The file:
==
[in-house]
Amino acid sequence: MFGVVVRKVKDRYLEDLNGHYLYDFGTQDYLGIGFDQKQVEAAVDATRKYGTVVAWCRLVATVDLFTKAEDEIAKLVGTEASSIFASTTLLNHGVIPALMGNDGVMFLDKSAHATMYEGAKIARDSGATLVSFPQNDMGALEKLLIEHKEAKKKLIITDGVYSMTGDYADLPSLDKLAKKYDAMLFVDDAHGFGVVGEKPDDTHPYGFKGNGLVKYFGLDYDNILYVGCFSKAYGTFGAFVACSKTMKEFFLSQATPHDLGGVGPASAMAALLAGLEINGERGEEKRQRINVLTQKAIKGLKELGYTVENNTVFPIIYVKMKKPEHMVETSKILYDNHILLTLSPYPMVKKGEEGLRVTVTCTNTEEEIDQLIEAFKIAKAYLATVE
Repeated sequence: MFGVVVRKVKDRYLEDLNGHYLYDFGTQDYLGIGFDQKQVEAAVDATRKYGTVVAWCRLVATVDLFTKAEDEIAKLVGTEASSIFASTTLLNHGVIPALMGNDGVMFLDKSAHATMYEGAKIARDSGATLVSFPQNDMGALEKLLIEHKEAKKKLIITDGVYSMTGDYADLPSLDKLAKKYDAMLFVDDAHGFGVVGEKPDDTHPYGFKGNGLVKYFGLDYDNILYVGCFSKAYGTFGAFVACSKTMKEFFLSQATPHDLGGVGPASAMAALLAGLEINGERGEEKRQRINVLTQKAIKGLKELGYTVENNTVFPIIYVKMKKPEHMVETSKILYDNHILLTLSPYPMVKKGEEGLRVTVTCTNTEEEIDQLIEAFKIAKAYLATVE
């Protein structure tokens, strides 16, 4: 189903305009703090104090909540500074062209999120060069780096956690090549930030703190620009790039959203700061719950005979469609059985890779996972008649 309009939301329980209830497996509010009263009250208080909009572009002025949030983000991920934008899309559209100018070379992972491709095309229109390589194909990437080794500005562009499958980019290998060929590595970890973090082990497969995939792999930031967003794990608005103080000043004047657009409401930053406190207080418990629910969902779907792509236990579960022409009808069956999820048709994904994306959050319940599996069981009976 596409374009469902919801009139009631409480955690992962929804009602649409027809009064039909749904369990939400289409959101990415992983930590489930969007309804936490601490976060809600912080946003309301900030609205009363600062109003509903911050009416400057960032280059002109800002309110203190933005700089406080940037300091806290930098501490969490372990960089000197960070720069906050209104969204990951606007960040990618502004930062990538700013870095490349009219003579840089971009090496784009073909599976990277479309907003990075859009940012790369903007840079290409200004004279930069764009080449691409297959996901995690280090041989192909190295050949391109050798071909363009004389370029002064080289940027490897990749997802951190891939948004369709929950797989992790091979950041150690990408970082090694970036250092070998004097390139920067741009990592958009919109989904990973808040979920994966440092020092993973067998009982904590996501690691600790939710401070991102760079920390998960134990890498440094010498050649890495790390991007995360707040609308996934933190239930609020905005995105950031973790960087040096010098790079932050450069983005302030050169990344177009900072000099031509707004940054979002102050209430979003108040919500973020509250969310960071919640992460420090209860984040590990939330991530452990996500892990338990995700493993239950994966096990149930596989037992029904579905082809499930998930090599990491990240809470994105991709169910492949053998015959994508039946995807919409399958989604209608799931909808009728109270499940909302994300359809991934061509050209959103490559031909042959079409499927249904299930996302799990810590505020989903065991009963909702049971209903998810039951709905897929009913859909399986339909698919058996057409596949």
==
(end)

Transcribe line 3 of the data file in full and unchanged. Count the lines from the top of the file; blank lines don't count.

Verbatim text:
Repeated sequence: MFGVVVRKVKDRYLEDLNGHYLYDFGTQDYLGIGFDQKQVEAAVDATRKYGTVVAWCRLVATVDLFTKAEDEIAKLVGTEASSIFASTTLLNHGVIPALMGNDGVMFLDKSAHATMYEGAKIARDSGATLVSFPQNDMGALEKLLIEHKEAKKKLIITDGVYSMTGDYADLPSLDKLAKKYDAMLFVDDAHGFGVVGEKPDDTHPYGFKGNGLVKYFGLDYDNILYVGCFSKAYGTFGAFVACSKTMKEFFLSQATPHDLGGVGPASAMAALLAGLEINGERGEEKRQRINVLTQKAIKGLKELGYTVENNTVFPIIYVKMKKPEHMVETSKILYDNHILLTLSPYPMVKKGEEGLRVTVTCTNTEEEIDQLIEAFKIAKAYLATVE